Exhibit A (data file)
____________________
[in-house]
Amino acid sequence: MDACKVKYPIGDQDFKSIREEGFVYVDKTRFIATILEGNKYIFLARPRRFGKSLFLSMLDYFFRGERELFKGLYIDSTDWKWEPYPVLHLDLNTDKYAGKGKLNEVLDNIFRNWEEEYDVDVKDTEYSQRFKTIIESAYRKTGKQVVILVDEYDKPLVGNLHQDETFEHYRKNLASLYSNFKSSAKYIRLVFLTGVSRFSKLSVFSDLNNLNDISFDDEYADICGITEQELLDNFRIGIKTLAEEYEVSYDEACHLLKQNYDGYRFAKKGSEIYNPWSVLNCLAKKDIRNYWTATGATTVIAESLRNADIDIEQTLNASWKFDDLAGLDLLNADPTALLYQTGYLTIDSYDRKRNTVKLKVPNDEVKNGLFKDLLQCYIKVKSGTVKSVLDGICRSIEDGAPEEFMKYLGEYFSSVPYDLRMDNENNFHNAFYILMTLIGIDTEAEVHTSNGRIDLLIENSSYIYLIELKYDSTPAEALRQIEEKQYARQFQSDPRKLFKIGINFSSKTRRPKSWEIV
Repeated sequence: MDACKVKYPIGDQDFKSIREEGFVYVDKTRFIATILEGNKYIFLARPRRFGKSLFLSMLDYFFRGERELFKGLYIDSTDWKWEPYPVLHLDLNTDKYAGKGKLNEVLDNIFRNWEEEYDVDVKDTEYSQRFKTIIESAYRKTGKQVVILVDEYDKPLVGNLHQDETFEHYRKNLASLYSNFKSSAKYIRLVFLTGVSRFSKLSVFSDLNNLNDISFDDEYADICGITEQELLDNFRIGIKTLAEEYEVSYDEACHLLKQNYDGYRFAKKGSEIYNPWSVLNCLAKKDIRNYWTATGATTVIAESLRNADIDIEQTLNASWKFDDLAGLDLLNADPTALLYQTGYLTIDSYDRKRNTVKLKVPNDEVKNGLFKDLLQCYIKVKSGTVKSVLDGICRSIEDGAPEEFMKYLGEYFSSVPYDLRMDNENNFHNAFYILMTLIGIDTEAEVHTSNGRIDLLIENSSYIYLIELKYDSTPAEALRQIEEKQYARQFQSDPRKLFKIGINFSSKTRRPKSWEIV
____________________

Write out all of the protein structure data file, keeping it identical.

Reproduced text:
[in-house]
Amino acid sequence: MDACKVKYPIGDQDFKSIREEGFVYVDKTRFIATILEGNKYIFLARPRRFGKSLFLSMLDYFFRGERELFKGLYIDSTDWKWEPYPVLHLDLNTDKYAGKGKLNEVLDNIFRNWEEEYDVDVKDTEYSQRFKTIIESAYRKTGKQVVILVDEYDKPLVGNLHQDETFEHYRKNLASLYSNFKSSAKYIRLVFLTGVSRFSKLSVFSDLNNLNDISFDDEYADICGITEQELLDNFRIGIKTLAEEYEVSYDEACHLLKQNYDGYRFAKKGSEIYNPWSVLNCLAKKDIRNYWTATGATTVIAESLRNADIDIEQTLNASWKFDDLAGLDLLNADPTALLYQTGYLTIDSYDRKRNTVKLKVPNDEVKNGLFKDLLQCYIKVKSGTVKSVLDGICRSIEDGAPEEFMKYLGEYFSSVPYDLRMDNENNFHNAFYILMTLIGIDTEAEVHTSNGRIDLLIENSSYIYLIELKYDSTPAEALRQIEEKQYARQFQSDPRKLFKIGINFSSKTRRPKSWEIV
Repeated sequence: MDACKVKYPIGDQDFKSIREEGFVYVDKTRFIATILEGNKYIFLARPRRFGKSLFLSMLDYFFRGERELFKGLYIDSTDWKWEPYPVLHLDLNTDKYAGKGKLNEVLDNIFRNWEEEYDVDVKDTEYSQRFKTIIESAYRKTGKQVVILVDEYDKPLVGNLHQDETFEHYRKNLASLYSNFKSSAKYIRLVFLTGVSRFSKLSVFSDLNNLNDISFDDEYADICGITEQELLDNFRIGIKTLAEEYEVSYDEACHLLKQNYDGYRFAKKGSEIYNPWSVLNCLAKKDIRNYWTATGATTVIAESLRNADIDIEQTLNASWKFDDLAGLDLLNADPTALLYQTGYLTIDSYDRKRNTVKLKVPNDEVKNGLFKDLLQCYIKVKSGTVKSVLDGICRSIEDGAPEEFMKYLGEYFSSVPYDLRMDNENNFHNAFYILMTLIGIDTEAEVHTSNGRIDLLIENSSYIYLIELKYDSTPAEALRQIEEKQYARQFQSDPRKLFKIGINFSSKTRRPKSWEIV